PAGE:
Semin Pediatr Surg
. 2023 Oct 17;32(4):151328.
doi: 10.1016/j.sempedsurg.2023.151328. Online ahead of print. https://pubmed.ncbi.nlm.nih.gov/37939639/
Extracorporeal life support in congenital diaphragmatic hernia
- PMID: 37939639
- DOI: 10.1016/j.sempedsurg.2023.151328
Congenital diaphragmatic hernia (CDH) is the most common indication for ECLS in neonatal respiratory failure. The ultimate purpose of ECLS is to grant cardiopulmonary support, allowing time for operative intervention and optimization of cardiopulmonary function as the pathophysiologic processes of pulmonary hypertension, pulmonary hypoplasia, and ventricular dysfunction either improve or resolve. In CDH, ECLS plays a crucial role in the management of the most challenging patients, facilitating postnatal stabilization, allowing a ventilation strategy which minimizes barotrauma and volutrauma, and permitting treatment of and recovery from pulmonary hypertension and/or cardiac dysfunction. Understanding the nuances of CDH patients, which differ from other forms of neonatal respiratory failure, and the benefits of ECLS for these infants, is crucial for effective management. CDH patients present distinct challenges. Every aspect of ECLS, from mode of support and anticoagulation medication to pump selection, ventilation strategy, pulmonary hypertension management, and the weaning process, requires meticulous consideration. ECLS for CDH serves as a bridge to making informed decisions, granting clinicians stability and time to manage / recover from specific pathophysiologic consequences, and it offers the potential for survival among even the most challenging and complex patients. As overall care and management for infants with CDH receiving ECLS continue to improve, the focus has shifted toward managing survivor morbidity. Given the multisystem nature of the disease, this requires significant experience, expertise, and multidisciplinary teamwork to optimize long-term outcomes for these patients.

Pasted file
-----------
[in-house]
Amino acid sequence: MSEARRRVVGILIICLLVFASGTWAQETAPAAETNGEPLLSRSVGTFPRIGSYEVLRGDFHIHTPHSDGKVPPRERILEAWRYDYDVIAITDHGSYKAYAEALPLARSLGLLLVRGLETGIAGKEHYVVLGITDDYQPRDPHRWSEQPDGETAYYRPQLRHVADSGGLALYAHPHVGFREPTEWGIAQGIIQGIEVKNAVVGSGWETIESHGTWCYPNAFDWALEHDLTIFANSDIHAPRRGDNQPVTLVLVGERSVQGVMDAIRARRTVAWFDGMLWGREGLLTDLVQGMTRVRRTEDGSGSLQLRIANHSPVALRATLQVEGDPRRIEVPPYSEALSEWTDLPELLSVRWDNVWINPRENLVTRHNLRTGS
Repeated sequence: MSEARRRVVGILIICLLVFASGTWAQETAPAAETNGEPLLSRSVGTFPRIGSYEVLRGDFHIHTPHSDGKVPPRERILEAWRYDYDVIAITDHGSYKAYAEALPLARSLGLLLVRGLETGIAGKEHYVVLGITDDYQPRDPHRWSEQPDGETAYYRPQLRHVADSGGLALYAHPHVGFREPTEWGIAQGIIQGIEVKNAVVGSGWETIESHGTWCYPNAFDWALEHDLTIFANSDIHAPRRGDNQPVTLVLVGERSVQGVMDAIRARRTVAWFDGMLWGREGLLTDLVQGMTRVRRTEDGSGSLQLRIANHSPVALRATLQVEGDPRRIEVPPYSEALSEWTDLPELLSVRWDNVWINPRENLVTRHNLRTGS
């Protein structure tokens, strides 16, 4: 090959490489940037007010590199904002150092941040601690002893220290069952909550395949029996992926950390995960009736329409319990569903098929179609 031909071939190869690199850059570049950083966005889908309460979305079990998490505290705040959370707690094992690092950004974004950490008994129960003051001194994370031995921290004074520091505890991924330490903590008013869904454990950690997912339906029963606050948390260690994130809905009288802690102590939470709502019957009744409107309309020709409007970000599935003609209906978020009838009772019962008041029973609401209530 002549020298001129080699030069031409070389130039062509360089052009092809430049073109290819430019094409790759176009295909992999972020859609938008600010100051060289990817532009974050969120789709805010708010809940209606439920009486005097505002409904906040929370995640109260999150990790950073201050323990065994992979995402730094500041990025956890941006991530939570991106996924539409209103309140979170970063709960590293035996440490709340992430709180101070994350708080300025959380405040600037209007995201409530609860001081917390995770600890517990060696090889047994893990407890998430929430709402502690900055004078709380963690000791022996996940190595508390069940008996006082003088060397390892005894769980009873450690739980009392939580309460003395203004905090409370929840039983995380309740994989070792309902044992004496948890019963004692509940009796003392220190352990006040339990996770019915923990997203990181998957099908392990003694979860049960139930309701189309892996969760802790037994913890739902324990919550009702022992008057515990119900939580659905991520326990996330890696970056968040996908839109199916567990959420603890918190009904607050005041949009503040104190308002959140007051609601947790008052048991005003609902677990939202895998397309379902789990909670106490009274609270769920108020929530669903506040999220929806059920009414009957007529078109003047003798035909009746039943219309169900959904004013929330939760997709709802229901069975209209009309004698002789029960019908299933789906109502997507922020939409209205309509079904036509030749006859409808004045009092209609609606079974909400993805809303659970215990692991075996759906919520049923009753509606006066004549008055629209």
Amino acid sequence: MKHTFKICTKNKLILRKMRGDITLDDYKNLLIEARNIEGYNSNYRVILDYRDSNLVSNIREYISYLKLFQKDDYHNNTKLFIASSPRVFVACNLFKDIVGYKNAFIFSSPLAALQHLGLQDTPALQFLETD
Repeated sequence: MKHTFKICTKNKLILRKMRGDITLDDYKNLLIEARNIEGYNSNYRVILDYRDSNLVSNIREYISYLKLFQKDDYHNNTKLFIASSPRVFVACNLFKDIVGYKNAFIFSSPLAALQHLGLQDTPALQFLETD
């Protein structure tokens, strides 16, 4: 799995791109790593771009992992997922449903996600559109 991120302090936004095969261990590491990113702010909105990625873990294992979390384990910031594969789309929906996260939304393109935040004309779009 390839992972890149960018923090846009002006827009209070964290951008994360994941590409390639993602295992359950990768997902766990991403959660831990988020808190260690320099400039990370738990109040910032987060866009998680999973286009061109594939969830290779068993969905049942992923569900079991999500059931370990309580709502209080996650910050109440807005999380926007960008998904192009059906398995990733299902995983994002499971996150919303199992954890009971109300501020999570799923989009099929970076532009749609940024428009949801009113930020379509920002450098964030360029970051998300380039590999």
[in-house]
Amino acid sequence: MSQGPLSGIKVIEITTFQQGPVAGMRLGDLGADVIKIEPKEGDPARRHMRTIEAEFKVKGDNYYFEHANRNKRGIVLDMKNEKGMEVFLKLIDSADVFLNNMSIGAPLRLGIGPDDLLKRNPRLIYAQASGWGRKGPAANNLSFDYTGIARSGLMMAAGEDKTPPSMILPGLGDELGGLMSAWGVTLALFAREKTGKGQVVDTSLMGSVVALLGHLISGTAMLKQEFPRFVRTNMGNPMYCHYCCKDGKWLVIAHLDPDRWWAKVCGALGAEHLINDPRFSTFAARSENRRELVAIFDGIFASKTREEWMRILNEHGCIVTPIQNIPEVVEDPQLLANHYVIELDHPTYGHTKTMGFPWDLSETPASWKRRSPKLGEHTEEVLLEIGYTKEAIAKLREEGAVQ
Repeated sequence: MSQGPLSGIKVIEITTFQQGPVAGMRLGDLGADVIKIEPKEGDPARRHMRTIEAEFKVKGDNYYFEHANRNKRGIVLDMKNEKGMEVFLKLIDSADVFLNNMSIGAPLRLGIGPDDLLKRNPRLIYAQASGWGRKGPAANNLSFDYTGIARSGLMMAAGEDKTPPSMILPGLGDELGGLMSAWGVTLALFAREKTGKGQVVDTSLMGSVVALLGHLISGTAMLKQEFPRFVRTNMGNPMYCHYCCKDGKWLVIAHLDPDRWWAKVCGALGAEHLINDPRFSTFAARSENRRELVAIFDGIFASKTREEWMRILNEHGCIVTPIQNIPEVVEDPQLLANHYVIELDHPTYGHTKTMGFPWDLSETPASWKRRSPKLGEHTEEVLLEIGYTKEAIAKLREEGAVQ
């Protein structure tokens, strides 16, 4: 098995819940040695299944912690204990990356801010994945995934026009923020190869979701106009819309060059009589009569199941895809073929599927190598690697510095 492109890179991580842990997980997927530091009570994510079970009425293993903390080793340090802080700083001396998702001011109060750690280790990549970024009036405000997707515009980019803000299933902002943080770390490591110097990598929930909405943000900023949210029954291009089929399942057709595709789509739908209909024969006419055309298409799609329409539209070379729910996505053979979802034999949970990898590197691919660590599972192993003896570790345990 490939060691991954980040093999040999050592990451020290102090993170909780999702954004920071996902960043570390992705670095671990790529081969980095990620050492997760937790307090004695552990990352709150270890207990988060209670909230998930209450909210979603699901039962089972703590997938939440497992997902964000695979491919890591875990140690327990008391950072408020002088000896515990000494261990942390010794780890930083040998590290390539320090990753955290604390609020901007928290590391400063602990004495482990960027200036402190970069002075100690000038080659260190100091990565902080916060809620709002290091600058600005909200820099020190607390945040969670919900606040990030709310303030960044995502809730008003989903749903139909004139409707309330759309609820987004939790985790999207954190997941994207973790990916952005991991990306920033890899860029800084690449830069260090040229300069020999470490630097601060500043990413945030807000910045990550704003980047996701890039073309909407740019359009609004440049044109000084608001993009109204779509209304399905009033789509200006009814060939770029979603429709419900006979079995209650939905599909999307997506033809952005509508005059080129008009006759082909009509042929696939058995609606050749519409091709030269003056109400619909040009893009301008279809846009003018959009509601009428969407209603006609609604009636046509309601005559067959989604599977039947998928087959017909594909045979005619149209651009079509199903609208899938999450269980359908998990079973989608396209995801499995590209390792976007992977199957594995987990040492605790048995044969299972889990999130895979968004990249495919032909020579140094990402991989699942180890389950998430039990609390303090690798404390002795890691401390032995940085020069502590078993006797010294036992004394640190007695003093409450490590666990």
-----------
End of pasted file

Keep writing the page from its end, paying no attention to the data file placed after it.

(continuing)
Keywords: CDH surgical repair; Congenital diaphragmatic hernia (CDH); Diaphragm; Extracorporeal life support (ECLS); Long-term outcomes.
Copyright © 2023 Elsevier Inc. All rights reserved.